Cutler was careful to point out in the report that “Responsible medical officials representing all groups concerned decided to undertake studies involving inoculation with syphilis at the insane asylum.” Although it was ostensibly a public health project funded with public money, “it was deemed advisable,” wrote Cutler, “from the point of view of public and personal relations, to work so that as few people as possible knew the experimental procedure.” (p.23) Some medical officials expressed their concern about the methodology. Dr. R.C. Arnold, a well-known penicillin researcher, wrote Cutler in 1948 to say: “I am a bit, in fact more than a bit, leery of the experiment with the insane people. They cannot give consent, do not know what is going on, and if some goody organization got wind of the work, they would raise a lot of smoke. I think the soldiers would be best or the prisoners for they can give consent.”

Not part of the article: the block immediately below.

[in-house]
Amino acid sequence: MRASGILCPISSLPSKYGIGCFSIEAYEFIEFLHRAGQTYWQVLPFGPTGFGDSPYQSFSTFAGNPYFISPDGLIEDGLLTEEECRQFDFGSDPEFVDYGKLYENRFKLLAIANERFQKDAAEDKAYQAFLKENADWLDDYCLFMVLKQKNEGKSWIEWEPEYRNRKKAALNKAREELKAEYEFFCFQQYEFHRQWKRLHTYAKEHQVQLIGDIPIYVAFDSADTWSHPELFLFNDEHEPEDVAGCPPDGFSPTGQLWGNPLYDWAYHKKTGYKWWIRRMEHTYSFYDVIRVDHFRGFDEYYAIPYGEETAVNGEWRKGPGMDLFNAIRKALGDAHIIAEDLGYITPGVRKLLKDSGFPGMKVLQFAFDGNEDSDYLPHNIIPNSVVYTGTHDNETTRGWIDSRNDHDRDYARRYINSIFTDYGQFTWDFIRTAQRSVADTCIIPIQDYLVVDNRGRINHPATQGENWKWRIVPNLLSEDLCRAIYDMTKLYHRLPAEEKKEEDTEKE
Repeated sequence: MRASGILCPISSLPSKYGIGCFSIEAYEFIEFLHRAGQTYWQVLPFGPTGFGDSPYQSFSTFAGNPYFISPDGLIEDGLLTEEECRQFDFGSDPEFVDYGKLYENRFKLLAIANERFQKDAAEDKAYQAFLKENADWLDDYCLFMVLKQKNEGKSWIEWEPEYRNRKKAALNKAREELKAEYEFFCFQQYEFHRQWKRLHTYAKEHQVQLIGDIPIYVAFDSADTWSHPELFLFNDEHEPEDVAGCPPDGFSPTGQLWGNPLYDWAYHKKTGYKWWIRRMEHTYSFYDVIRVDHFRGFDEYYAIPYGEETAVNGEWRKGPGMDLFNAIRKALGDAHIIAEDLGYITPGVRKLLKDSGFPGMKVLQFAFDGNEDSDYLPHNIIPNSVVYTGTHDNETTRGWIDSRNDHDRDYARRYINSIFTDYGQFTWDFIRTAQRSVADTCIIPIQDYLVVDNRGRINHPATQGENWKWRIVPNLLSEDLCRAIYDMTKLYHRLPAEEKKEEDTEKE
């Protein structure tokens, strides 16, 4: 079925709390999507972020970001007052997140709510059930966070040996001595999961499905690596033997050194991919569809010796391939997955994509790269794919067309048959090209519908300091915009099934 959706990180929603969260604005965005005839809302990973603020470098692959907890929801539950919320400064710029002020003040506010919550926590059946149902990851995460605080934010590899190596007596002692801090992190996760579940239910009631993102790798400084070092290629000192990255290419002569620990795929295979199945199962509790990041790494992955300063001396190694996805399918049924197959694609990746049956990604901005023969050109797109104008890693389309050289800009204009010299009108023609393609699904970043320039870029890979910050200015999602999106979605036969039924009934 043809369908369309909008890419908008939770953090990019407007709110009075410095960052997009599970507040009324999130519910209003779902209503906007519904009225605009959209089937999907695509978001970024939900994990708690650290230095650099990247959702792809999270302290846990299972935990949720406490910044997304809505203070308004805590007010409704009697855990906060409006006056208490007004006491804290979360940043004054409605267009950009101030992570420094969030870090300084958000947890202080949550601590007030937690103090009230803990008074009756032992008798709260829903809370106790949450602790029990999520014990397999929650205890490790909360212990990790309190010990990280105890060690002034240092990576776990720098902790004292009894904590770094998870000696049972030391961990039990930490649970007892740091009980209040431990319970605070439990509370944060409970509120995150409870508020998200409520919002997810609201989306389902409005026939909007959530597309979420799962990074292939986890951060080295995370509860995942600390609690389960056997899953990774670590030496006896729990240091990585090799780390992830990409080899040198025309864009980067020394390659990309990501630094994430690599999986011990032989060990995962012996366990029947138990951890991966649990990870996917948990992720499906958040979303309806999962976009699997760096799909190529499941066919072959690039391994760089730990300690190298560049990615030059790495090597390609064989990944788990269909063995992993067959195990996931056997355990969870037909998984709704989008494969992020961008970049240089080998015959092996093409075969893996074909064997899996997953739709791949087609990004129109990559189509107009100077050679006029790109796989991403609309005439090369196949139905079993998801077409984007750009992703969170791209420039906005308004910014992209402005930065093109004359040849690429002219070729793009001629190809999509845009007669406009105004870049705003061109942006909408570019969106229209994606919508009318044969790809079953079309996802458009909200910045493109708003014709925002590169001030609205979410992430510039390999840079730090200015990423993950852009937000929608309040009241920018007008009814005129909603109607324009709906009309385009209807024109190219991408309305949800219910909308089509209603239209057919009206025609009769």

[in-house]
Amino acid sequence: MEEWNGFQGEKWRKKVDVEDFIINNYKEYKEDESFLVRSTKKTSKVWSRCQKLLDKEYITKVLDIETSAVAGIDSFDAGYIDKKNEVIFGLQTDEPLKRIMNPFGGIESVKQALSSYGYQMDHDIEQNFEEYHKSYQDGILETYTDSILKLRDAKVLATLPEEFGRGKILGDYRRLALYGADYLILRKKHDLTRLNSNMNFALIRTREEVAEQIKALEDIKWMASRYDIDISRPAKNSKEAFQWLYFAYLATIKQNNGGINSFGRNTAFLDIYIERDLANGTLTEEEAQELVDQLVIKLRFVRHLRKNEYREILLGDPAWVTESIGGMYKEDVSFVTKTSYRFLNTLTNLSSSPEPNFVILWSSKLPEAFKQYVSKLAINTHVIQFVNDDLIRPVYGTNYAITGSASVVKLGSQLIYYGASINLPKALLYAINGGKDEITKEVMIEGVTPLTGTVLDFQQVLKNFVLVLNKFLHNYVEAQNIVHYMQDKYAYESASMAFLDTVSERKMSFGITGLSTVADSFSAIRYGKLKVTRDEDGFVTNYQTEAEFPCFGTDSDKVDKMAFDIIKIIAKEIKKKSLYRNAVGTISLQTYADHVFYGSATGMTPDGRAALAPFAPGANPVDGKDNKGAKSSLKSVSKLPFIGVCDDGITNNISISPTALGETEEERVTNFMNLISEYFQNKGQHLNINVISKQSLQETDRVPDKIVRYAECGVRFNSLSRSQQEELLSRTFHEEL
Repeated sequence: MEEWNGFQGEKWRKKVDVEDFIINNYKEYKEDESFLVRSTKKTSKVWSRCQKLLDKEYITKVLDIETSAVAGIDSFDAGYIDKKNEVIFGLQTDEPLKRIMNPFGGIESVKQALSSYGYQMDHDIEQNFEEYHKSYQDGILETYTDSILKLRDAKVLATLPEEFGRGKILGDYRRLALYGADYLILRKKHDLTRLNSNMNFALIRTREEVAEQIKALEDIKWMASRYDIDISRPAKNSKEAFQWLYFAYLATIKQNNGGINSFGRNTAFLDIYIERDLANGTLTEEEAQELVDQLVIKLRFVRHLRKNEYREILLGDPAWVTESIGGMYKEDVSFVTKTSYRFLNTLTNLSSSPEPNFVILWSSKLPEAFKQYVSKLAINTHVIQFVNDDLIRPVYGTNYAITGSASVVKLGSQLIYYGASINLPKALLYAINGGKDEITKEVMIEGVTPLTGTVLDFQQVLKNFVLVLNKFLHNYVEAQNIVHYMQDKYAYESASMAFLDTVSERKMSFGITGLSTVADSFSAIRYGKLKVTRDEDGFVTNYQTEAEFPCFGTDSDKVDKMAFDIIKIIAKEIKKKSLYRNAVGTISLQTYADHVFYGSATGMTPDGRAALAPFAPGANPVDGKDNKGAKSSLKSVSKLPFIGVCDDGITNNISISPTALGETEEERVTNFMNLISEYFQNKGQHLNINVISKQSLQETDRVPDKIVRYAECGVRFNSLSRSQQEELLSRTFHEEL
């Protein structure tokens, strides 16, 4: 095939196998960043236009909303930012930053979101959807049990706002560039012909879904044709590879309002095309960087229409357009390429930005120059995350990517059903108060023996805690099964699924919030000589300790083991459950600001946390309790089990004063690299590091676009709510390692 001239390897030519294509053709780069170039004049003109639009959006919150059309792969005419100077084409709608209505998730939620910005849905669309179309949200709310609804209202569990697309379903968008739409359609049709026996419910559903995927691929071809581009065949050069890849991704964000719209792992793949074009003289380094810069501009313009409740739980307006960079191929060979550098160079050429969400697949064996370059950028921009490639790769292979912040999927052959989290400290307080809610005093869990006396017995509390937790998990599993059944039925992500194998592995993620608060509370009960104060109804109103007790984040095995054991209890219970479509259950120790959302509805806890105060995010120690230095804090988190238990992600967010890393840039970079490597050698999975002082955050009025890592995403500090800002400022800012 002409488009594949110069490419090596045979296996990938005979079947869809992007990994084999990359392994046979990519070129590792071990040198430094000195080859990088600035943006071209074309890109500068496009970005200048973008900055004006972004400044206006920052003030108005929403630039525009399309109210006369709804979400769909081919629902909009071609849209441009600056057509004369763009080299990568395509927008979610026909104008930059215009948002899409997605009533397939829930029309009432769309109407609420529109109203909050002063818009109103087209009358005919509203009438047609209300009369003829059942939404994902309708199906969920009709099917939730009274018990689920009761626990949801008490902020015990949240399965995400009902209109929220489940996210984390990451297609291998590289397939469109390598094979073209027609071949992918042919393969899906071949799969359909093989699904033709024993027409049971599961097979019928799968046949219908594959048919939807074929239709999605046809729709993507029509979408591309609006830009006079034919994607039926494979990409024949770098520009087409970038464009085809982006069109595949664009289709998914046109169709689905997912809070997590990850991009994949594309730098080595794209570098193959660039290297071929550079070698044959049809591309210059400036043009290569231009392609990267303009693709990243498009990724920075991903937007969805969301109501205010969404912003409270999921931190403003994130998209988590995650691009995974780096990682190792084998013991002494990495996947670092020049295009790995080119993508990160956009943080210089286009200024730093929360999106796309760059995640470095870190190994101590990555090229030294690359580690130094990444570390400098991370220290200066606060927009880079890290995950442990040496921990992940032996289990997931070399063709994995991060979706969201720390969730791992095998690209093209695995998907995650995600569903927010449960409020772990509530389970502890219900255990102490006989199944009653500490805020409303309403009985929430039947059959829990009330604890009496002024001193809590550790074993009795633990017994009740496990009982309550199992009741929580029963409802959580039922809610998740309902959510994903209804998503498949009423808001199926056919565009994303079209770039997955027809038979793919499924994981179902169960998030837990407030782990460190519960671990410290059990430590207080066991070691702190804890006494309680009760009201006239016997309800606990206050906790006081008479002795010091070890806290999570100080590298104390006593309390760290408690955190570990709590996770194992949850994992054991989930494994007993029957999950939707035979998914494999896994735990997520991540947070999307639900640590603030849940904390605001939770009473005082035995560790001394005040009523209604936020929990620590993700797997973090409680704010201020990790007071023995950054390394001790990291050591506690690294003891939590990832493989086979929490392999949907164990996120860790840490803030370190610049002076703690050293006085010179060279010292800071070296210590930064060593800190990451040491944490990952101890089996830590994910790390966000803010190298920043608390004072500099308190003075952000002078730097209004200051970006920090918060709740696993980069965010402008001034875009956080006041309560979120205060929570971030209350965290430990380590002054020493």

Susan M. Reverby, a medical historian and professor of Women’s and Gender Studies at Wellesley College, found Cutler’s papers while doing research on the notorious Tuskagee syphilis experiment, a clinical study conducted between 1932 and 1972 involving hundreds of African-American men with syphilis who were examined for decades but untreated by doctors from the U.S. Public Health Service. Cutler participated in the Tuskagee study as well, but it was his work on the Guatemalan experiments that caught Reverby’s attention. An early draft of her findings (later published as an article in the Journal of Policy History) was circulated publicly and sparked outrage in the United States and Guatemala.